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Strapping a sprained ankle

Ankle strapping, also called wrapping or taping, is a common physio treatment for helping a sprained ankle heal faster and prevent further injury. Depending on the type and the severity of the injury, your doctor may suggest using a bandage, kinesiology tape, or braces. Surgery is a possibility, too, in case of completely torn ligaments. 

What Causes a Sprained Ankle?

Ankle sprains happen often when you step on your foot at a wrong angle during sports activities. Running is a typical example. Because you don’t land flat on the bottom of your foot, the ligaments around your ankle sprain and cause the surrounding area to swell and hurt. 

Pain and the inability to fully step on your foot are the most common symptoms of a sprained ankle. Apart from applying all other steps from the RICE (rest, ice, compression, and elevation) program, you will need to have your foot stabilised by supporting the ligaments with sticky physio tape or another way of ankle support, including:

  • Ankle sleeves
  • Mesh ankle tape
  • Bionic and cryo ankle support
  • Lace-up or air-stirrup ankle brace
  • Elastic ankle support
  • Support splint for Ankle
  • Ankle walker

Ankle sprains are also known as low ankle injuries. They don’t they usually require using more advanced strapping equipment from the above list.

How Does Strapping a Sprained Ankle Work?

The main purpose, as well as advantage of strapping a sprained ankle, is to limit the range of motion for the affected person without causing complete immobility of the hurt ankle. 

By letting the foot exercise the range of motion it is comfortable with, it helps the ligament move within limits below pain level, encouraging faster recovery. Unlike elastic ankle support sleeves or bracing, strapping provides greater flexibility in choosing which areas will be kept in place and which ones will be left tape-free. 

Advantages of Sports Taping

Among the many patients in need of ankle strapping, athletes, both professional and recreational, frequently require sports taping. Kinesio taping is practical and quick, and hence, a preferred way to deal with less serious sprained ankles. 

One of the first time you encounter such an injury, a physiotherapist will assess how serious it is and do the initial taping. Many patients decide to do sports taping themselves, which is not recommended. It can be a first-aid measure when they can’t visit the physio clinic or need immediate pain relief. It is important to do ankle strapping properly to avoid causing greater damage and helping the injury to heal faster.

Ankle Taping: How to Do it Properly

The first thing to know about sports taping is whether your foot suffers from an inversion or eversion sprain. 

  • Inversion sprains cause the foot to turn inwards due to a sprain in the lateral (outside) ligament. Most people who require strapping a sprained ankle come to the physiotherapist with an inverted ankle sprain. 
  • Eversion sprains tear the medial (inside) ligament, thus causing the foot to evert or invert in the other direction. This is important because it will impact the direction in which the tape need to begin and roll out.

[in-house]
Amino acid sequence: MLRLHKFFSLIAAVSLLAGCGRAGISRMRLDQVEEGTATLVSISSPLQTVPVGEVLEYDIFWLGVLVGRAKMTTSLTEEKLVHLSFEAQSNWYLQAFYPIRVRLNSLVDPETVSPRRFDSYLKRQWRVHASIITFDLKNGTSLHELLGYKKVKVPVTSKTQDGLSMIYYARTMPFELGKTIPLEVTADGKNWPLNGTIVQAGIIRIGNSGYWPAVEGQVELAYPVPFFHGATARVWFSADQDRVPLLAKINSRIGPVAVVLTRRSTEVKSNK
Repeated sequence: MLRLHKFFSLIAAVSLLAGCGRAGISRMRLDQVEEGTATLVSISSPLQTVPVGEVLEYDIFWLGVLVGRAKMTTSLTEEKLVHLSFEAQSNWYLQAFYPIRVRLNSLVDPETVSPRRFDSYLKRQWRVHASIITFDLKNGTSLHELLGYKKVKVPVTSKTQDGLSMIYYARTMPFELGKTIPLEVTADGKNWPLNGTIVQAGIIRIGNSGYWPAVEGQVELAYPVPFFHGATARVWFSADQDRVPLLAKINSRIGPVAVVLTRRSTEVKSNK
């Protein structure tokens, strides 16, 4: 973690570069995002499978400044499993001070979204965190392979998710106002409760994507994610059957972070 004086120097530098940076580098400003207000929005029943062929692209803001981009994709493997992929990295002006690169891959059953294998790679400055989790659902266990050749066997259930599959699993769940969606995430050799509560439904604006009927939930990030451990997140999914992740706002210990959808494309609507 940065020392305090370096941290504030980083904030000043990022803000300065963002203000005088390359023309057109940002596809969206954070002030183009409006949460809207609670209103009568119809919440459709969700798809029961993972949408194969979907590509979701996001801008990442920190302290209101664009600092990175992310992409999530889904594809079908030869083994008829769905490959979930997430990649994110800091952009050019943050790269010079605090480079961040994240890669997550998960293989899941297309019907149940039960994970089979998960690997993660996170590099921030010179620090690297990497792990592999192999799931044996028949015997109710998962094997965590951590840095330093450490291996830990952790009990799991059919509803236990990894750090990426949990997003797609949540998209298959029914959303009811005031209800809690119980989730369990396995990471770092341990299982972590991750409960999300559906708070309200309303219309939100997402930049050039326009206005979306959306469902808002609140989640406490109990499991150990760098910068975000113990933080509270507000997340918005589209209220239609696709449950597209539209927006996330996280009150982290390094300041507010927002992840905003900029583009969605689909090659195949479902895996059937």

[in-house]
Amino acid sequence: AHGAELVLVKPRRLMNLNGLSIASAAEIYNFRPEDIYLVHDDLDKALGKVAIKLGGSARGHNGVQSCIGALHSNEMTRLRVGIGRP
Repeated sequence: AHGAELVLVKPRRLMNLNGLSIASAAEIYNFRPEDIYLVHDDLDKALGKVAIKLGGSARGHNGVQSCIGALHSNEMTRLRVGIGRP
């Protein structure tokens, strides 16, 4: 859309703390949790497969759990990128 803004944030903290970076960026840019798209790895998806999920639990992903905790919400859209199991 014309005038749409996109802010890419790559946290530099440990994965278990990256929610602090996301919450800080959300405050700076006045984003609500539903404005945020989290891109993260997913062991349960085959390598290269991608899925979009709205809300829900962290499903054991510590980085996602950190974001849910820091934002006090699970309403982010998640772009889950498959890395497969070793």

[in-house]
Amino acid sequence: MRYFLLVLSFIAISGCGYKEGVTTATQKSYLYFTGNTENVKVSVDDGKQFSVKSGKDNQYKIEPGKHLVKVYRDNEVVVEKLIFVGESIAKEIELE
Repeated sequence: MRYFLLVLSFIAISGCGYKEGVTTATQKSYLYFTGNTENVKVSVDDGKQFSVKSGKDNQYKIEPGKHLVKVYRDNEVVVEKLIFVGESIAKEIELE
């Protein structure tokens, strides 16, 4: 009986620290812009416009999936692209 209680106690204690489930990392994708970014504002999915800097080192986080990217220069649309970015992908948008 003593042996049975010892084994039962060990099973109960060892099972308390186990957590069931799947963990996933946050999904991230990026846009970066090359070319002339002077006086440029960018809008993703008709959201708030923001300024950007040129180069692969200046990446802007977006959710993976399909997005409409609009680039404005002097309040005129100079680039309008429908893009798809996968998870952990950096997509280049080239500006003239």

An inverted sprained ankle must be wrapped starting from the outside while sticking the tape towards the inner foot areas. An everted sprained ankle should be taped by starting from the opposite point.  

10 Steps to Securing a Sprained Ankle with Atheltic Tape

Here is what an inversion sports taping would look like and what the physiotherapist will do when an injured patient comes in for treatment: 

  1. Make sure the foot is clean and provides enough of an adhesive surface for the tape by cleaning it with a specialised kinesio pre-tape spray.
  2. Ask the patient to put the foot in dorsiflexion, facing the shin upwards at a 90-degree angle, and maintain that position while the taping is in progress, especially during anchoring.
  3. Protect areas of more friction, usually front and back tendons, with heel & lace pads.
  4. Apply pre-wrap athletic tape which protects the skin from getting in touch with the adhesive tape and causing rash, irritation, or allergies. Start pre-wrapping from above the ankle and below the muscle area by moving the tape around the heel, leaving the heel free. 
  5. Create anchors by circling the sports tape and allowing contact with the skin above the pre-wrap. Three anchors at the top and one anchor at the bottom are usually sufficient.
  6. Secure the foot with stirrups. Starting from the inside of the leg, tape the foot by adding a layer from the inner uppermost anchor, below the foot, and to the outside uppermost anchor. Repeat three times.
  7. Place three to four surface tape layers across stirrups to keep them in place.
  8. Apply horse-shoe-shaped tapes to stabilise the ankle as you go down.
  9. Use figure-eight strapping to surround the ankle area from all sides by angling the tape following the natural foot curve.
  10. Create heel locks by wrapping the heel in tape from both sides.

You can switch between heel locks and figure-eights if you are comfortable with the technique. Finalise the taping by checking for wrinkles or holes. Reapply if necessary. There are different widths of athletic tapes: the most common for strapping a sprained ankle is 1.5 inches wide.

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